There is a great feeling of achievement writing a letter by hand and sharing our thoughts and God’s work with others. The handwriting portion didn’t work well for me. My handwriting is awful. Occasionally I write a note to myself which I puzzle over for days to remember what it says. I kept a journal at times and find it difficult to read as I go back through the pages. The typewriter was my salvation, on the human writing a letter level, not the spiritual level.
Typewriters, unfortunately, soon became yesterday’s technology in the USA and even on the mission field. In the early 1980s the personal computer began its invasion of the office and eventually the home. Our first computer was sent as a gift from a supporter in the USA. The Heathkit H- 89 was a monster by today’s standards and a marvel in its day. With 16 Megabytes of memory, 90 kilobyte hard sectored single-sided floppies and a built in monitor it was a self-contained miracle. If there was a hardware problem I could find the individual chip and replace it.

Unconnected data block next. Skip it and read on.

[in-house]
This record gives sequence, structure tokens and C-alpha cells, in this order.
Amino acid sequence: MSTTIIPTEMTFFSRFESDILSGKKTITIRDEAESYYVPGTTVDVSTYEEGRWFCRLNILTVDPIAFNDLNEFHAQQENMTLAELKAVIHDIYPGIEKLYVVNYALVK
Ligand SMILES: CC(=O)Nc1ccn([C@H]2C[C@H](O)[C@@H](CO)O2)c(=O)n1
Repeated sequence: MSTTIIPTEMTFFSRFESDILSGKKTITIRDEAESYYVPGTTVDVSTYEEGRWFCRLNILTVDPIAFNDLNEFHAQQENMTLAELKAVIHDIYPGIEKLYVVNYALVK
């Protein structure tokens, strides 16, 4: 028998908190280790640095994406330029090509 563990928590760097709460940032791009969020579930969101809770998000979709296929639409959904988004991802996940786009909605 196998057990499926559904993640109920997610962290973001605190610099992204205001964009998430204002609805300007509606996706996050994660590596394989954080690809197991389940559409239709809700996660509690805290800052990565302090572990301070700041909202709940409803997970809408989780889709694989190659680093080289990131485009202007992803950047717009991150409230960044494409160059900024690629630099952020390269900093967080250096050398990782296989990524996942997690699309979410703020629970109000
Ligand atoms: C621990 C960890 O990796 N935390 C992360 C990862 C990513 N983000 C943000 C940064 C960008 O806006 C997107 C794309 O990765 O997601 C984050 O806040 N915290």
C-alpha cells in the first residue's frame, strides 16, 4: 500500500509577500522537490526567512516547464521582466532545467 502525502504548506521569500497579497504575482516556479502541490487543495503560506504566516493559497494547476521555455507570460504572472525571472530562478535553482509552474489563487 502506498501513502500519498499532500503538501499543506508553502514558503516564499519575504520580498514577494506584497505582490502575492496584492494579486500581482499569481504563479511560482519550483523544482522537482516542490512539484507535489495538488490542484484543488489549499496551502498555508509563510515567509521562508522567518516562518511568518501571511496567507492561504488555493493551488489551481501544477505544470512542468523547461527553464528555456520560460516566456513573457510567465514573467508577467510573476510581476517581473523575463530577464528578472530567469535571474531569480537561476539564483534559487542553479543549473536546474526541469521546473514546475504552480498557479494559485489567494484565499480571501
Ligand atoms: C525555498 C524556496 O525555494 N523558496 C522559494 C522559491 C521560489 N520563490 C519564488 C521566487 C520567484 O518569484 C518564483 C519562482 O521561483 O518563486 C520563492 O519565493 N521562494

After receiving this modern device I wrote a letter to our friend in thanks. Several months later he sent a letter asking if it was received. I replied again the computer was received and living well on my desk at home. A year later my original letter was received in their home. This was a clear sign from God something was changing our method of communication. On the other hand, it might be a clear sign from the post office that letters do occasionally get lost.
Curiosity about computers took over and I delved into the inner workings of the hardware, software and anywhere I could work on the computer. I wrote inventory software, worked with electronically generated operational manuals (previously a laborious job to keep up to date) and developed an excellent word processor for the Atari computer, written in machine language, which eventually entered our home. In short I soon became the most knowledgeable computer user on Guam. At least, in our staff.